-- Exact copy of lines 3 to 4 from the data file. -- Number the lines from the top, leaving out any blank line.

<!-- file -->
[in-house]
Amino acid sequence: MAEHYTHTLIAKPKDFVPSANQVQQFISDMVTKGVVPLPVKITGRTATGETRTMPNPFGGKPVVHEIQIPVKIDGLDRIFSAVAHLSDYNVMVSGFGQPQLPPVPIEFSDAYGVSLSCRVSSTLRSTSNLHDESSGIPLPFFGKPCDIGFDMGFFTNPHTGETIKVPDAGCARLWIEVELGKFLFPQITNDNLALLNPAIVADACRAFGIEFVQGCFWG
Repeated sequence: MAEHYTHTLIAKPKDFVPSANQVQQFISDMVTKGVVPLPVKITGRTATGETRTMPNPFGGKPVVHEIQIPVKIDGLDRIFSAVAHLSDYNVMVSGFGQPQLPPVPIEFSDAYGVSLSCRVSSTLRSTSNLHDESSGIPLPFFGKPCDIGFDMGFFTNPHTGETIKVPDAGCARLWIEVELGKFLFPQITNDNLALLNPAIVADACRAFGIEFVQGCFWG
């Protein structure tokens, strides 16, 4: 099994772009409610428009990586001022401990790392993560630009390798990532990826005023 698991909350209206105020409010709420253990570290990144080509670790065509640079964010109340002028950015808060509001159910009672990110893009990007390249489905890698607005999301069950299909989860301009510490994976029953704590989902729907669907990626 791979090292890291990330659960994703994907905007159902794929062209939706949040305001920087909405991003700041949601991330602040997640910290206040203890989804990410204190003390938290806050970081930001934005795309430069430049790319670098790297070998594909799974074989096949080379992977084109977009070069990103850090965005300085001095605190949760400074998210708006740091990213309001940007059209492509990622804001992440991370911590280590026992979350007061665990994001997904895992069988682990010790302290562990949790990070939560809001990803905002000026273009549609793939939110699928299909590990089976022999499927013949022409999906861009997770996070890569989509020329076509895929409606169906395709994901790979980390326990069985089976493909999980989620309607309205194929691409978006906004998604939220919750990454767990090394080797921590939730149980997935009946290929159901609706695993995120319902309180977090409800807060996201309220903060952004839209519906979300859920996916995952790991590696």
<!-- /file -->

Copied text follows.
Repeated sequence: MAEHYTHTLIAKPKDFVPSANQVQQFISDMVTKGVVPLPVKITGRTATGETRTMPNPFGGKPVVHEIQIPVKIDGLDRIFSAVAHLSDYNVMVSGFGQPQLPPVPIEFSDAYGVSLSCRVSSTLRSTSNLHDESSGIPLPFFGKPCDIGFDMGFFTNPHTGETIKVPDAGCARLWIEVELGKFLFPQITNDNLALLNPAIVADACRAFGIEFVQGCFWG
């Protein structure tokens, strides 16, 4: 099994772009409610428009990586001022401990790392993560630009390798990532990826005023 698991909350209206105020409010709420253990570290990144080509670790065509640079964010109340002028950015808060509001159910009672990110893009990007390249489905890698607005999301069950299909989860301009510490994976029953704590989902729907669907990626 791979090292890291990330659960994703994907905007159902794929062209939706949040305001920087909405991003700041949601991330602040997640910290206040203890989804990410204190003390938290806050970081930001934005795309430069430049790319670098790297070998594909799974074989096949080379992977084109977009070069990103850090965005300085001095605190949760400074998210708006740091990213309001940007059209492509990622804001992440991370911590280590026992979350007061665990994001997904895992069988682990010790302290562990949790990070939560809001990803905002000026273009549609793939939110699928299909590990089976022999499927013949022409999906861009997770996070890569989509020329076509895929409606169906395709994901790979980390326990069985089976493909999980989620309607309205194929691409978006906004998604939220919750990454767990090394080797921590939730149980997935009946290929159901609706695993995120319902309180977090409800807060996201309220903060952004839209519906979300859920996916995952790991590696």